Mile End Stadium, Mile End
A turnstile feels a little obsolete when sited next to an open gate. It may even feel a little unloved, if its yer sensitive sort of turnstile. Alternatively, if it’s your white van, Nuts-on-the-dash turnstile, it may simply feel like it’s being cheated out of some quality frottage. Just ask celebrity grinder Moby how he feels when he’s prowling a dancefloor that ain’t ever going to get close to being packed. Either way, your turnstile is missing out on human contact in one way or another. After all, who pushes through when you can continue your stride uninterrupted?
Yer football fan, that’s who. Well certainly me, anyway, and who better from whom to generalise, eh? Saturday afternoons haven’t really begun until that click and a whirr that says “well, yer names not down, but your moneys good here son”. Mind you, here the turnstile is just the first bit of a short assault course that also requires one to traverse a set of automatic doors. “Open sesame” is apparently the key here, and you know what, a booming exclamation of that in front of these sorts of sturdy glass dividers has never failed me. All this before I’ve even paid too.
The turnstile (or open gate for those with a blackened heart) is merely situated next to a non-plussed leisure centre attendant. The financial transaction takes place beyond the magic doors, where stands a man. Just the one, behind a trestle table, beaming an eager but nervous smile, like a village fair stallholder selling nothing but a mandarin and pickled radish preserve. When it’s six notes for yer in and a thin programme, the facilities numbering two broken Coke machines and the nearest tea-bar being at Leyton Orient (I imagine), you can understand the hint of awkwardness in his cheekbones.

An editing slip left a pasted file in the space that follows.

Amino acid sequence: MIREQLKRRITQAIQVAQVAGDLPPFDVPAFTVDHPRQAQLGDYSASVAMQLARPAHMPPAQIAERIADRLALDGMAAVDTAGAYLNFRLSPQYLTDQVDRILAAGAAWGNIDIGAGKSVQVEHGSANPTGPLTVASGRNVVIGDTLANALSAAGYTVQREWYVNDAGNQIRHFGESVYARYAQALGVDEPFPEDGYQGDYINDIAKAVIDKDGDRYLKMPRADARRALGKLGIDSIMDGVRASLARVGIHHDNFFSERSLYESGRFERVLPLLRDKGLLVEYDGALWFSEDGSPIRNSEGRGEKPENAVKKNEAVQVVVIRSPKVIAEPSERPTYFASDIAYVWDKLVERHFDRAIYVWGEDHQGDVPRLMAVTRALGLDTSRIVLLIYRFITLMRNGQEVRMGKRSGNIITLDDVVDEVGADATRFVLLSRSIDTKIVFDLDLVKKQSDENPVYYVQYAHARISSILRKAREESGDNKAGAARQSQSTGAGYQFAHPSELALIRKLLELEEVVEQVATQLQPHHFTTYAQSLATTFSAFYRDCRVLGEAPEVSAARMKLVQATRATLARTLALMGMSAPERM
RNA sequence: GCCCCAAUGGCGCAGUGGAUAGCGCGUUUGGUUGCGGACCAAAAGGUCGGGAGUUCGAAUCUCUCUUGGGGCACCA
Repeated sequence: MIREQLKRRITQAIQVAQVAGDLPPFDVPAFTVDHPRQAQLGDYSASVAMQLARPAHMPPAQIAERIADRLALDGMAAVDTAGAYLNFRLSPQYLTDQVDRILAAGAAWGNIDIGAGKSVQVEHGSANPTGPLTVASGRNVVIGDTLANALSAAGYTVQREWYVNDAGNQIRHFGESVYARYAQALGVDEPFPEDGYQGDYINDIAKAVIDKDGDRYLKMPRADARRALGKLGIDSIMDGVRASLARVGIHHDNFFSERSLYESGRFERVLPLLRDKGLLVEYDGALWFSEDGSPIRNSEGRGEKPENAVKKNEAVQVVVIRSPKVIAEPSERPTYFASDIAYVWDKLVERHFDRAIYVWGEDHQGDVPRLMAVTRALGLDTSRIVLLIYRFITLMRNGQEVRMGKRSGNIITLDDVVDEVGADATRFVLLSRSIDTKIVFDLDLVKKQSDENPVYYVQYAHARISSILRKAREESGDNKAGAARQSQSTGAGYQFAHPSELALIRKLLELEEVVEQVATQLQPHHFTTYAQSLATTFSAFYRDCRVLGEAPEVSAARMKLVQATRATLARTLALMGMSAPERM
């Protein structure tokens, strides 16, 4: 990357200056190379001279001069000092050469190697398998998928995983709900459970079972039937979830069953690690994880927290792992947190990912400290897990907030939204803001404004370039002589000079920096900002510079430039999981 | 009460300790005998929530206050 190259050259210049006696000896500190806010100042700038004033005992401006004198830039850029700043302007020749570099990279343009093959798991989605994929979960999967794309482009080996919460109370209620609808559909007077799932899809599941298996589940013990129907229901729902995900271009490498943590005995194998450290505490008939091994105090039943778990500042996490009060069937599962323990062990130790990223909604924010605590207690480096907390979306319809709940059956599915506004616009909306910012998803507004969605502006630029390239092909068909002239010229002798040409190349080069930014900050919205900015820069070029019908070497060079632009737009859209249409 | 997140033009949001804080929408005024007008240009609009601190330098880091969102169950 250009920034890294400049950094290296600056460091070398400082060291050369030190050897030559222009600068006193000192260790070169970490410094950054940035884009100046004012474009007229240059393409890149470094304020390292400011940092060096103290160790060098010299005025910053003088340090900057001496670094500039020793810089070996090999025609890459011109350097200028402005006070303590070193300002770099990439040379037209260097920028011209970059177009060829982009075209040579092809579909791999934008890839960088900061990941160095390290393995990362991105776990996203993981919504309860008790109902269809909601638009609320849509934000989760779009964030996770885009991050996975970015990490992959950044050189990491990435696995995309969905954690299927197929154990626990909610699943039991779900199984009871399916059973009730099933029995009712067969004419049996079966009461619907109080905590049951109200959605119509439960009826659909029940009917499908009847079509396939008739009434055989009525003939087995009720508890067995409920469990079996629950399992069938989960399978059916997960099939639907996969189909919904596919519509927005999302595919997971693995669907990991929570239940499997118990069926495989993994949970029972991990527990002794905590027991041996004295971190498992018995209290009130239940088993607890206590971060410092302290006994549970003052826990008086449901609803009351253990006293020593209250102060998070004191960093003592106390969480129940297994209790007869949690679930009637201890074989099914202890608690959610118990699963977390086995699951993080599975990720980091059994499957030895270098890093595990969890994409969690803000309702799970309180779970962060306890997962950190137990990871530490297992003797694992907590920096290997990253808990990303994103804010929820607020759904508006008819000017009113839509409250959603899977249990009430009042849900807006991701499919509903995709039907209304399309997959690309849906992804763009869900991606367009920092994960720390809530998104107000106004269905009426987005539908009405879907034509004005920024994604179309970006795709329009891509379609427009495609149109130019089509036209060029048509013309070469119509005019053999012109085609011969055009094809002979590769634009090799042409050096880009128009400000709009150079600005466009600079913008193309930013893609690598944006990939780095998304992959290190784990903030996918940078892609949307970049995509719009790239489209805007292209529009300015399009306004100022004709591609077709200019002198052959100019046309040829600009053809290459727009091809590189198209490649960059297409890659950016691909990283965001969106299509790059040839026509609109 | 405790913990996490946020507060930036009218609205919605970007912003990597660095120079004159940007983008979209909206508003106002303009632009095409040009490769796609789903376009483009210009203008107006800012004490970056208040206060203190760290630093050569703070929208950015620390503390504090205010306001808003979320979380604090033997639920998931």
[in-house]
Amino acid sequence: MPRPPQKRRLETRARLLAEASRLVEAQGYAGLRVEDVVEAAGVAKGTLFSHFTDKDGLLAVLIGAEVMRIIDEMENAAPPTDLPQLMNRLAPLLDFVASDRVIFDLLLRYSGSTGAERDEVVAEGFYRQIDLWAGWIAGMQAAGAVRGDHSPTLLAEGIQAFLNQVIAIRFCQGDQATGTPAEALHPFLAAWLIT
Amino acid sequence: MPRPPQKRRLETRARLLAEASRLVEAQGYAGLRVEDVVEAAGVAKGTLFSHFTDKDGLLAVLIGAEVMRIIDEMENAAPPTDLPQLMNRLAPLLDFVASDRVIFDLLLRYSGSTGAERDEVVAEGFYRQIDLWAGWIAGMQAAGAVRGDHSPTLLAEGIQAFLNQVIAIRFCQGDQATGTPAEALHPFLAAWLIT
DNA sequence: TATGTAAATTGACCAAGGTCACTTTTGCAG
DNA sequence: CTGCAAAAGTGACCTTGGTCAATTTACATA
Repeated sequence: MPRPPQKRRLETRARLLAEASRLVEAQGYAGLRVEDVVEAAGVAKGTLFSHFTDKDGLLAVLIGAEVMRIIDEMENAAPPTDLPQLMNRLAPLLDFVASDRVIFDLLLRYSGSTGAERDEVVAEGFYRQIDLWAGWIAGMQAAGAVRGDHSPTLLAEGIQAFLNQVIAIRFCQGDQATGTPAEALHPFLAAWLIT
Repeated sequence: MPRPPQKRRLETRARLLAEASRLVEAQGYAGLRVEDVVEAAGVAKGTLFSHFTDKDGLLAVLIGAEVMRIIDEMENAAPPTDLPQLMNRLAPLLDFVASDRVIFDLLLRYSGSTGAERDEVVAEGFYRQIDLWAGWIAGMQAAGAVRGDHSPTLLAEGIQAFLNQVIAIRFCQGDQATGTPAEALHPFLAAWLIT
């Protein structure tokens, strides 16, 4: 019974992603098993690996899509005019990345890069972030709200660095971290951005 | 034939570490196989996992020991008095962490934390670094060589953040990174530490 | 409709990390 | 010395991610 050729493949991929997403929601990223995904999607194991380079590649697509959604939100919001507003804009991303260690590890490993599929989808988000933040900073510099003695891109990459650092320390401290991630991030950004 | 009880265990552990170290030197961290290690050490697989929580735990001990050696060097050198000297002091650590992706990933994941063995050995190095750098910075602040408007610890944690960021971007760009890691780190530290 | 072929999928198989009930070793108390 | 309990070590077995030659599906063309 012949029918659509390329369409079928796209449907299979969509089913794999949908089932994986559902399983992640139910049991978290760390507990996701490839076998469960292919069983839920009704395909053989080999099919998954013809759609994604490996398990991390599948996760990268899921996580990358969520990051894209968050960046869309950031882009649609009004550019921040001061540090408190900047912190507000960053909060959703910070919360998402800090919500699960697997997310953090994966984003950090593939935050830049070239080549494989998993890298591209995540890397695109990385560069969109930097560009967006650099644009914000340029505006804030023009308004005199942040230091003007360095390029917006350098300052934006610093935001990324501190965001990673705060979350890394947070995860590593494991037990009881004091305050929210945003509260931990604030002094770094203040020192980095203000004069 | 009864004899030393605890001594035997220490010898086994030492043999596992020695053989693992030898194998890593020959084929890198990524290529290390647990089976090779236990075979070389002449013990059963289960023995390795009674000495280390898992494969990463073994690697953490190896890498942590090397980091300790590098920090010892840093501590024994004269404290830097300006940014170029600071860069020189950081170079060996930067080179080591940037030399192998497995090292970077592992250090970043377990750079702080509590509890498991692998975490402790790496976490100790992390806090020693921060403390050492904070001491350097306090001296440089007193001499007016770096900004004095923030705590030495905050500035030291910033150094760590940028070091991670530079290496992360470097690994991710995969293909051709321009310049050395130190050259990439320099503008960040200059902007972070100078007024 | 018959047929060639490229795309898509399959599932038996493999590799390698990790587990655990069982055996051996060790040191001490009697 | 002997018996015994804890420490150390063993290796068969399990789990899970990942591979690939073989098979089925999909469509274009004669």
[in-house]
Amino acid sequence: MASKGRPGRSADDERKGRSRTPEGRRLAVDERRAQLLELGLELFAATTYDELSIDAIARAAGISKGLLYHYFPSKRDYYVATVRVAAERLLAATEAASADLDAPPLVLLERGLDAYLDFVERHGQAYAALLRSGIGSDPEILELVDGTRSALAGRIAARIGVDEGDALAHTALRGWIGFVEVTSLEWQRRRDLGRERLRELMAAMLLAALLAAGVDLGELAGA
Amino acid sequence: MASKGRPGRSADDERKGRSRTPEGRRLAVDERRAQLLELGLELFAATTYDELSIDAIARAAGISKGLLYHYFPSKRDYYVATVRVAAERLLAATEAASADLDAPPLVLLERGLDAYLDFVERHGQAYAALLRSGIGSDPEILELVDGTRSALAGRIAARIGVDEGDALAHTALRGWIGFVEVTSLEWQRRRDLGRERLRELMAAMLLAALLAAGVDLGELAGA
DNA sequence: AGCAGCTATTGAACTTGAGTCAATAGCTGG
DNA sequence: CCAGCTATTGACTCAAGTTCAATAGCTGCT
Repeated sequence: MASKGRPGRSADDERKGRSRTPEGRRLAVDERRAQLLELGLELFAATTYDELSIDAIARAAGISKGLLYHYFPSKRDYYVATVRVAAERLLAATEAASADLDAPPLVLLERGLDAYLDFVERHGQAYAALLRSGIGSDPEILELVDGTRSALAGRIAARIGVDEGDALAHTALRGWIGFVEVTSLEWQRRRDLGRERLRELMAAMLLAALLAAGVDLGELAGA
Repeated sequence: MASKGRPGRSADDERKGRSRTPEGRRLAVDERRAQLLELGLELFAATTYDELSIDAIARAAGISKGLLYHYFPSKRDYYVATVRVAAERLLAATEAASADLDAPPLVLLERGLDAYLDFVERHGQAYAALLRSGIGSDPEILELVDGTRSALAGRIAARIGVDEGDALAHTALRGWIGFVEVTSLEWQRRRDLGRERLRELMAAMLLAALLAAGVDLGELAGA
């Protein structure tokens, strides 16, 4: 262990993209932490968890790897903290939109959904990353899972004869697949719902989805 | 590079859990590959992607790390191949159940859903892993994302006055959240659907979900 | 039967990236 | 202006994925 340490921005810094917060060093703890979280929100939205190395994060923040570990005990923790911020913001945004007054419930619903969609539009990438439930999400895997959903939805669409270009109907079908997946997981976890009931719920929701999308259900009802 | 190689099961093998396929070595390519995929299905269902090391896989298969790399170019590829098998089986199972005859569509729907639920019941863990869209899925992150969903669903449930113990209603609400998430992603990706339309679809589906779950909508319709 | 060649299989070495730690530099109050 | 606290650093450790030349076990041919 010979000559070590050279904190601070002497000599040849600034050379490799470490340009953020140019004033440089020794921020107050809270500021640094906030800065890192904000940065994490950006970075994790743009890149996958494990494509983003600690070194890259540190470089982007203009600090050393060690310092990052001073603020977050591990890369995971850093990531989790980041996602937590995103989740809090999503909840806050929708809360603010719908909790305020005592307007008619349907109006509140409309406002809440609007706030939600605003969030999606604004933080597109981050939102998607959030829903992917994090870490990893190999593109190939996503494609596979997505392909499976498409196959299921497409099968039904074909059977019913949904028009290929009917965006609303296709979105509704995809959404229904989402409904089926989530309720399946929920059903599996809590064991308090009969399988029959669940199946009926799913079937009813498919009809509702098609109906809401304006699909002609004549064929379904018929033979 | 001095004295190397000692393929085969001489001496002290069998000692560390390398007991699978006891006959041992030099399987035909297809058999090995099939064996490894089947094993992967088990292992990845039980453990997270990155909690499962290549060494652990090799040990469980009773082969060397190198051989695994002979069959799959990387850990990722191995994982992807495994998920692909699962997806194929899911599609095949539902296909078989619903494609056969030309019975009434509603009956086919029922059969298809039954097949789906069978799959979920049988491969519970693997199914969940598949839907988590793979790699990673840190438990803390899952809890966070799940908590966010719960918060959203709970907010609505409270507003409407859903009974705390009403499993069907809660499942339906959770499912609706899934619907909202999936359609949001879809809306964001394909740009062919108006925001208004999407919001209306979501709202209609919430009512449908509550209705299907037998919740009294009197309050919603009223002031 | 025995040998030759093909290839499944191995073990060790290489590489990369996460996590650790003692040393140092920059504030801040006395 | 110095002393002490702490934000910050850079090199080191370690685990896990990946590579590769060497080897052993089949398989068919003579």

Welcome to the Mile End Stadium, home of several runners, Sporting Bengal and Essex Senior Leaguers Beaumont Athletic on alternate weekends and, for one night only in 1995, Blur. Furthermore, welcome to the Kent League. Only we’re not in Kent. Welcome to football (to translate from the impenetrable German). Only it’s in a run-down, austere athletics stadium, tucked away amongst the hanging gardens of Tower Hamlets.
To cut it short, not a lot of love abounds here at the Mile End. The team representing the Bangladesh Football Association (UK) doesn’t appear to have captured the imagination of the ex-pats. Maybe it’s the location, but it could just be as a result of the results. Wins are few and far between, and the demoralising hammerings more than occasional. It appears to also be affecting attendance on the bench too, theirs being as empty as a peapod freshly addled by Etiella moth larvae. For some managers, strength in depth and player selection make it hard to avoid sharp headaches. Luckily for SBU gaffer Sana Miah, he just needs to take it easy with the Häagen-Dazs